Iran oil sanctions update

All the main news on Iranian oil sanctions from the weekend

Iran and Turkey two countries look set to maintain good relations evens as Turkey cuts Iranian oil imports by 20%. GETTY IMAGES
Iran and Turkey two countries look set to maintain good relations evens as Turkey cuts Iranian oil imports by 20%. GETTY IMAGES

A digest of all the main news on Iranian oil sanctions from the weekend:

- The Obama administration has decided to implement announced sanctions against Iran’s central bank, in a move which will effectively force countries to choose between doing business with Iran or America. (CNN Money)

- South Korea, which obtains 10% of its oil from Iran, said it would work with the US to cut its continuing reliance on Iranian oil imports, as the country failed to win exemptions from the US sanctions regime. The Obama administration renewed its commitment to punishing countries which continue to import Iranian crude by blacklisting them from American . 10 EU countries and Japan have already been exempted for cutting their imports by 10% or more. (Associated Press)

- India, which relies on Iran for 12% of its oil, has struck a more defiant note. The country’s position is that it recognizes UN-approved sanctions only, not those instrgetd by the US or EU unilaterally. The country has recently been paying Iran in rupees and in kind for oil imports, in a trend analysts have dubbed 'junk for oil'. The trende is expected to greatly worsen inflation and the collapse of the Iranian dinar, as central coffers are starved of the dollars and euros needed to prop up the currency, while boosting opportunities for graft and black market trade. (Reuters, Bloomberg)

- China, a major purchaser of Iranian crude, has rejected the US’s sanctions push, saying no country has a right to implement unilateral sanctions. Beyond the rhetoric, Beijing has taken a two-pronged approach to the U.S. demands, insisting that China has the right to import oil from Iran or any other country while quietly reducing imports of Iranian oil. Nicholas Burns, a former senior U.S. diplomat, says China has "fundamentally undercut" the sanctions regime. (Bloomberg Businessweek, Wall Street Journal)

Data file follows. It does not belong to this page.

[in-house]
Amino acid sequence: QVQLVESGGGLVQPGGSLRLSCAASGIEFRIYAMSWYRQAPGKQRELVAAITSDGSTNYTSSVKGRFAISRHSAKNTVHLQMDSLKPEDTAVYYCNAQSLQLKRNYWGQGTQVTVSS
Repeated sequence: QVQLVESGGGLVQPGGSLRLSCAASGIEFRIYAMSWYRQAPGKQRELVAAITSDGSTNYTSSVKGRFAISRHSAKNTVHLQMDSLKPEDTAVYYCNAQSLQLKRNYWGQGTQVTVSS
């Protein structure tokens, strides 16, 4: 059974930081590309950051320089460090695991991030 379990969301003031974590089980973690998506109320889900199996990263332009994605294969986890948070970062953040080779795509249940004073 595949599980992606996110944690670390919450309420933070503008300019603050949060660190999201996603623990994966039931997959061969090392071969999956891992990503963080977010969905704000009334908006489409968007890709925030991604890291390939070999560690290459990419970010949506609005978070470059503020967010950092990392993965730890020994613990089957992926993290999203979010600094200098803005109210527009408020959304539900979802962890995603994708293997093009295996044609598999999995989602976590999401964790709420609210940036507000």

- Uruguary is hoping to dodge US sanctiosn by bartering rice for oil with the Iranian republic. The Latin American country has seen its rice sector hit by reduced demand from Tehran, and according to a Reuters report citing Agriculture Minister Tabare Aguerre, would be willing to trade oil for rice. Uruguary exported 90,000 tonnes of rice to Iran last year, enough at prevailing spot rice and oil prices to pay for 1,079 barrels of Iranian crude a day. The deal may go through as Iran is desperately accumulating stores of everything from wheat to steel in advance of sanctions biting in earnest. (Reuters)

- Turkey has announced a commitment to discontinue crude imports from Iran and instead source its oil from Libya, according to Turkish paper Hurriyet Daily News, citing Turkish Energy Minister Energy Minister Taner Yıldız, who has commited to cutting Iranian oil imports by 20%. The Erdogan administration has maintained good relations with Tehran, including taking a credulous line over the aims behind the country’s nuclear program. (Hurriyet Daily News)

US sanctions against countries importing Iranian oil are due to begin on 28 June, with EU sanctions set to begin on 1 July.


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